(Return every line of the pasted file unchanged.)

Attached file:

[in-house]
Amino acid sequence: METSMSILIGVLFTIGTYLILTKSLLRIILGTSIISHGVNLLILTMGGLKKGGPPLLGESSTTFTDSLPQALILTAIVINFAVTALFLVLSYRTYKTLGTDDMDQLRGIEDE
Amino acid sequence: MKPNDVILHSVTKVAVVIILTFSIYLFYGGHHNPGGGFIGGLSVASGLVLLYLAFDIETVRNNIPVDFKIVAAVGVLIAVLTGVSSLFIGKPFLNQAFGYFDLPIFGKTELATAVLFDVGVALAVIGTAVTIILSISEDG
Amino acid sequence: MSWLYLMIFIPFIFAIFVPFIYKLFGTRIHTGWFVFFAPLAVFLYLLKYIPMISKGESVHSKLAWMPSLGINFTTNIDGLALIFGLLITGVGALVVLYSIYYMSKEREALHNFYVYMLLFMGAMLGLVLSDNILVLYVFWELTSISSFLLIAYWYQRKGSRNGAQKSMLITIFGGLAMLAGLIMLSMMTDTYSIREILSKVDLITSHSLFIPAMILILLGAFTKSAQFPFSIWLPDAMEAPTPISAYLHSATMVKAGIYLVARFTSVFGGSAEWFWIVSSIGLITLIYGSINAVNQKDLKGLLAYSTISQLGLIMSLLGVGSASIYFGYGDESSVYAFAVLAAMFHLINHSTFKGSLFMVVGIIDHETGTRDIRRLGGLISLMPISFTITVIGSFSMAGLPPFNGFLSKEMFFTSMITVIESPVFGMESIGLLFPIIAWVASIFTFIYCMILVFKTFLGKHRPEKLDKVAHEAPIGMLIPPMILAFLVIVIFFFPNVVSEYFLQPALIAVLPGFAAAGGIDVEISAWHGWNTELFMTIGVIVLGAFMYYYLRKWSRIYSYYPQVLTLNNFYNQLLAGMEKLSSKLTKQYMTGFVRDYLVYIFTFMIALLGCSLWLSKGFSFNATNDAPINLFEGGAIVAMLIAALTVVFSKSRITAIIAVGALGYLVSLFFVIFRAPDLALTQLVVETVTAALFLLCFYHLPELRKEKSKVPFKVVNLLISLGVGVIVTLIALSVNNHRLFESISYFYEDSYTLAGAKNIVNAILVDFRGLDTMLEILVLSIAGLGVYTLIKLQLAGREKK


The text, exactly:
[in-house]
Amino acid sequence: METSMSILIGVLFTIGTYLILTKSLLRIILGTSIISHGVNLLILTMGGLKKGGPPLLGESSTTFTDSLPQALILTAIVINFAVTALFLVLSYRTYKTLGTDDMDQLRGIEDE
Amino acid sequence: MKPNDVILHSVTKVAVVIILTFSIYLFYGGHHNPGGGFIGGLSVASGLVLLYLAFDIETVRNNIPVDFKIVAAVGVLIAVLTGVSSLFIGKPFLNQAFGYFDLPIFGKTELATAVLFDVGVALAVIGTAVTIILSISEDG
Amino acid sequence: MSWLYLMIFIPFIFAIFVPFIYKLFGTRIHTGWFVFFAPLAVFLYLLKYIPMISKGESVHSKLAWMPSLGINFTTNIDGLALIFGLLITGVGALVVLYSIYYMSKEREALHNFYVYMLLFMGAMLGLVLSDNILVLYVFWELTSISSFLLIAYWYQRKGSRNGAQKSMLITIFGGLAMLAGLIMLSMMTDTYSIREILSKVDLITSHSLFIPAMILILLGAFTKSAQFPFSIWLPDAMEAPTPISAYLHSATMVKAGIYLVARFTSVFGGSAEWFWIVSSIGLITLIYGSINAVNQKDLKGLLAYSTISQLGLIMSLLGVGSASIYFGYGDESSVYAFAVLAAMFHLINHSTFKGSLFMVVGIIDHETGTRDIRRLGGLISLMPISFTITVIGSFSMAGLPPFNGFLSKEMFFTSMITVIESPVFGMESIGLLFPIIAWVASIFTFIYCMILVFKTFLGKHRPEKLDKVAHEAPIGMLIPPMILAFLVIVIFFFPNVVSEYFLQPALIAVLPGFAAAGGIDVEISAWHGWNTELFMTIGVIVLGAFMYYYLRKWSRIYSYYPQVLTLNNFYNQLLAGMEKLSSKLTKQYMTGFVRDYLVYIFTFMIALLGCSLWLSKGFSFNATNDAPINLFEGGAIVAMLIAALTVVFSKSRITAIIAVGALGYLVSLFFVIFRAPDLALTQLVVETVTAALFLLCFYHLPELRKEKSKVPFKVVNLLISLGVGVIVTLIALSVNNHRLFESISYFYEDSYTLAGAKNIVNAILVDFRGLDTMLEILVLSIAGLGVYTLIKLQLAGREKK